BITCOIN AND OTHER DIGITAL CURRENCIES caught on with criminals thanks to their reputation as an anonymous, untraceable way to move money around the Internet. That reputation may be overblown. Companies like Chainalysis have built fast-growing businesses helping law enforcement track the mysterious money.
The New York City company employs a gaggle of doctoratewielding data scientists and statisticians who study Bitcoin’s blockchain—its indelible public ledger that records transactions—to gain clues about who owns given hoards of the digital currency. The practice is possible because the blockchain contains a series of digital “wallets” that have a unique identifier and show the flow of money into and out of the wallet.
Though the “keys” that identify the wallets are random alphanumeric strings, Chainalysis can identify clusters of wallets tied to criminal activity, enabling law enforcement to look for other online clues to connect them to a real-life identity. The most famous example of this came in 2015 when forensic sleuthing by Chainalysis helped the FBI identify two corrupt federal agents who had been stealing Bitcoins from the owner of a notorious online drug market.
Chainalysis isn’t the only Bitcoin detective out there. A California startup called CipherTrace infects its own computers with ransomware to observe the movement of Bitcoin paid to free the machines. The activity can provide clues about who is behind a given shakedown and, in some cases, help law enforcement recover the money.
It’s not just Bitcoin the firms are chasing. “Other currencies such as Ethereum, Litecoin, and Ripple are rapidly expanding,” says Tom Robinson, cofounder of London-based forensic firm Elliptic. “Whatever form value is stored in, it can be used for illicit purpose.”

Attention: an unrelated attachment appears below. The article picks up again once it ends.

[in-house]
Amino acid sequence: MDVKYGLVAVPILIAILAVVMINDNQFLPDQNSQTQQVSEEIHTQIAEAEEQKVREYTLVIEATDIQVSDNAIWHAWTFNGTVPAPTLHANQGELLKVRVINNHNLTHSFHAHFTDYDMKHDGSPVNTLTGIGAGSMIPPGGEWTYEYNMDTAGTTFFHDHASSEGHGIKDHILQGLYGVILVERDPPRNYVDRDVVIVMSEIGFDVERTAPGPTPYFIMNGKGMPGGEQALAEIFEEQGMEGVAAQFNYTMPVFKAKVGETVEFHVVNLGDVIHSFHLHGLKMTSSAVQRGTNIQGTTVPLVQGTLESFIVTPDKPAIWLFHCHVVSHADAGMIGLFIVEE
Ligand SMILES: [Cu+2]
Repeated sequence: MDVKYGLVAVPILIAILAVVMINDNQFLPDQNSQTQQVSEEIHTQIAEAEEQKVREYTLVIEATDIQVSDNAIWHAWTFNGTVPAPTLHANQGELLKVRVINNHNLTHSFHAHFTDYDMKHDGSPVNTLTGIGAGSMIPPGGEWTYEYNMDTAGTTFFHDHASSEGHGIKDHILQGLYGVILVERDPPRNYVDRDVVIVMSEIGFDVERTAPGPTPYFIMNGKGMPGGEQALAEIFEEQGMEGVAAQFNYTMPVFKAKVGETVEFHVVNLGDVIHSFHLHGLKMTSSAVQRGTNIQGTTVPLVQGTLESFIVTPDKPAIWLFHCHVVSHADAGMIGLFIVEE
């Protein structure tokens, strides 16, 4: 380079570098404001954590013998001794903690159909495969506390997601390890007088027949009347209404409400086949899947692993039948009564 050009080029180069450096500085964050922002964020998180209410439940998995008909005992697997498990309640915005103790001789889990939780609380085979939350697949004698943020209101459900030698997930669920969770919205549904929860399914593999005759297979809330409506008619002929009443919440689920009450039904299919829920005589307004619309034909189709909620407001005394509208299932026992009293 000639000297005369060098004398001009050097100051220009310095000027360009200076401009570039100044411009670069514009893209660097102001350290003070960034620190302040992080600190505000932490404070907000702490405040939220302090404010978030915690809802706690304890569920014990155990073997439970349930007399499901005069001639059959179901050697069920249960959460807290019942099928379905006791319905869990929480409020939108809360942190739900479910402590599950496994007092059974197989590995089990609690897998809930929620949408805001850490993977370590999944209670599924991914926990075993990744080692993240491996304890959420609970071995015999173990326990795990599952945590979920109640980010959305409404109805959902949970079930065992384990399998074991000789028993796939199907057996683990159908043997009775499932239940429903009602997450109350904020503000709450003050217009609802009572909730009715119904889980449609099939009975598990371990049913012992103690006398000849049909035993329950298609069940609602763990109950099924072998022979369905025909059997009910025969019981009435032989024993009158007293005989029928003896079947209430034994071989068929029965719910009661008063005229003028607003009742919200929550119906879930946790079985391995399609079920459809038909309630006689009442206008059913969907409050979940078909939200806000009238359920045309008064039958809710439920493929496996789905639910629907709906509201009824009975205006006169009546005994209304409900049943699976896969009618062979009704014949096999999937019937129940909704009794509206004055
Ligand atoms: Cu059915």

Bitcoin detectives’ work may be cut out for them in the years ahead. The arrival of so-called privacy coins like Zcash do not leave behind a transaction record like Bitcoin. But Chainalysis CEO Michael Gronager is not fazed. He says that relatively few people use them and that it’s still possible to glean some insight about those who do.
Besides, tracking criminals is just one line of business for forensic firms. As cryptocurrency investing enters the mainstream, these companies are working to help banks, hedge funds, and others comply with “know your customer” and anti–money laundering laws.
“These laws have been, and will continue to be, a hurdle for incumbent financial institutions becoming more comfortable with digital currencies,” says Tom Mason, an analyst with S&P Global Market Intelligence.
Cryptoforensics could give rise to another intriguing business: detecting market trends. An uptick of Bitcoin activity in countries such as Venezuela or China, where governments impose capital controls, could indicate that a national currency is under stress. Insights could even help investors understand macroeconomic trends months before authorities make official statements about them. Call it putting your money where your mouth is.
This article originally appeared in the July 1, 2018 issue of Fortune.
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